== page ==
Monday, March 12, 2018

Terminal 5 and Downtown Line - signs of poor leadership?

I was depressed by two news items this morning. It reminded me of how bad the situation is and how much Singapore has regressed under the leadership of Lee HL.

The first new item is the "relief package" that is being put together to help airlines using Changi Airport. It followed the recent announcements that passengers will soon have to pay higher charges to fund the building of Terminal 5.

The reaction from the airlines and from IATA (Internatial Air Transport Association) must have been severe to cause this kind of panic reaction.

This raised many unanswered questions:

a) a) Why do we need to build Terminal 5 which is bigger than T1, T2 and T3 combined? Is it intended to replace these terminals?
b) Should we have build a smaller terminal to complement the existing terminals?
c) How much does Terminal 5 cost?
d) Can it be funded from the reserves - can we ask the Elected President to approve it?

It is certainly a bad idea to fund it by increasing the charges on passengers. Many of them will avoid Singapore - this is my judgement. Why are we taking this risk, when we already faced many issues about competitiveness internationally?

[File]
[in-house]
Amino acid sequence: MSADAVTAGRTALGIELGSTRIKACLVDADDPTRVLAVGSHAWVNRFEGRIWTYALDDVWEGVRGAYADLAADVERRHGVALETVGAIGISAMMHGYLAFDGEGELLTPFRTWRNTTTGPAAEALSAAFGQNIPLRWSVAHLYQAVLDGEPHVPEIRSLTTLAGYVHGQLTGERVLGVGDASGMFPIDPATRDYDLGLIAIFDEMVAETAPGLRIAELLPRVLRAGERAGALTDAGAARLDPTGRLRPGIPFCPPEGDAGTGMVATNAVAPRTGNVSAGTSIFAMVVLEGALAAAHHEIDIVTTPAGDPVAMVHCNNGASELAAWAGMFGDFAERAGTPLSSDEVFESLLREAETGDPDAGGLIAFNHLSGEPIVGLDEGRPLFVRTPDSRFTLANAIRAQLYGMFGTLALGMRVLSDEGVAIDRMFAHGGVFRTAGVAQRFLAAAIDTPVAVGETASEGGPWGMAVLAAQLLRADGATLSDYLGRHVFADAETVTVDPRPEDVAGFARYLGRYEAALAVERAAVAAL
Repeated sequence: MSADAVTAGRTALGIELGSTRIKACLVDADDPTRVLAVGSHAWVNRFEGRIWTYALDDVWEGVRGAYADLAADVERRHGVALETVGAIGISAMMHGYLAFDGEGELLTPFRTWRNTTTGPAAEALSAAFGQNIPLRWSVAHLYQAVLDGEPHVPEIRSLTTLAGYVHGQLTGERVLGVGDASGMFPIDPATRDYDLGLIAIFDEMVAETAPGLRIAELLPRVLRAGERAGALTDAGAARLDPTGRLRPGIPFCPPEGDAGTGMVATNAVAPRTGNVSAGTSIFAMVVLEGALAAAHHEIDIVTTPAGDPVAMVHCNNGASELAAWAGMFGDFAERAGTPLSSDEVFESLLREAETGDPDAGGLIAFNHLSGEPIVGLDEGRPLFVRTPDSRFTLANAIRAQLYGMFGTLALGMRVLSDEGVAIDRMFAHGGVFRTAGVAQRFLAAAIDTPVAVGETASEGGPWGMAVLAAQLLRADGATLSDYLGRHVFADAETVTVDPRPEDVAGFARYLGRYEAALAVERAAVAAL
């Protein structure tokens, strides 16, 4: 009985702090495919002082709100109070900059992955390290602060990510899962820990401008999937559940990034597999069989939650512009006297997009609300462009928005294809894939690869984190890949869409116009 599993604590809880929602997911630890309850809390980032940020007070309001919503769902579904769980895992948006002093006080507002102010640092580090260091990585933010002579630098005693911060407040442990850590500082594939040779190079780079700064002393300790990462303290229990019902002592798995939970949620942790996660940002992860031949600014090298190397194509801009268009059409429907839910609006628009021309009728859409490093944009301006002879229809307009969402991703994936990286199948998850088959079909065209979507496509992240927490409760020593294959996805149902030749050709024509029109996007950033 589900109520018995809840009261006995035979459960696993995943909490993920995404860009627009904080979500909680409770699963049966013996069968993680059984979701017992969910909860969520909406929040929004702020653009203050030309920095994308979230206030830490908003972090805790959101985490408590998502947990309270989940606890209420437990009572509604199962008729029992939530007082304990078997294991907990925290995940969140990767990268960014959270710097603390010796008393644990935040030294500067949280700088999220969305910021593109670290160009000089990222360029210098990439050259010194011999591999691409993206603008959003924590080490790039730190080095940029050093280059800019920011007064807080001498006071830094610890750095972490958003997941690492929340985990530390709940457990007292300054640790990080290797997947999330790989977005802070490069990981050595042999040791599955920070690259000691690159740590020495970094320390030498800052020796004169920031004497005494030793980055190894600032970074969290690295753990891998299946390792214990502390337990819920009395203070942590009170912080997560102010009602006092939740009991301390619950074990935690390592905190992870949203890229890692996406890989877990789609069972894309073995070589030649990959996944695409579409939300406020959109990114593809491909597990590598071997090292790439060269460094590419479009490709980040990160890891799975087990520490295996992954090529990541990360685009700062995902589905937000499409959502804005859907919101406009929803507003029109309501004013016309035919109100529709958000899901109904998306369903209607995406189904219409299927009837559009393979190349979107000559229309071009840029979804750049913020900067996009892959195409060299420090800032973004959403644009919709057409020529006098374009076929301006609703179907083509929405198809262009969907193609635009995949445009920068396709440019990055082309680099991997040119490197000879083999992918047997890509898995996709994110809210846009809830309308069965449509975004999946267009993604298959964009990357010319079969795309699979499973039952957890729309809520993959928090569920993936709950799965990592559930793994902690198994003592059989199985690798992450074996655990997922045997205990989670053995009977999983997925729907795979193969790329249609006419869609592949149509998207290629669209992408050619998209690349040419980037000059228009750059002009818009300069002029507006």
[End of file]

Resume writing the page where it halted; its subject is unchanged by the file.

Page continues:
The second news item is about the ridership on the Downtown Line belong lower than expected. When we build the new MRT lines, the budget was horrendous.

The cost of the Downtown Line was reported to be $20.7 billion in 2012. I have not seen any updated figure. I expect that it would be higher. I remembered the Thomson Line cost $18 billion. That is probably more than Terminal 5 (estimated to cost more than $10 billion).

If there is lower ridership on the Downtown Line, we can expect the situation to be worse when the Thomson Line is ready. What about the other new lines that are being planned? Will they cost a lot of money and are they really necessary?

I have been very concerned about the way that large infrastructure projects are being approved, apparently without proper analysis of the need and the cost benefit analysis. Surely, the financial studies should be publicised to the public at large? They come from our taxes, right?

I have a nagging fear. Large infrastructure projects and purchases of military hardware are the source of massive corruption and bribery in many countries. Do we have a robust system to prevent this kind of corruption and bribery in Singapore? I wonder.

Some people will say that the large infrastructure projects are being planned for 6.7 million population or maybe the 10 million population. That would make Singapore too crowded, right?

Tan Kin Lian

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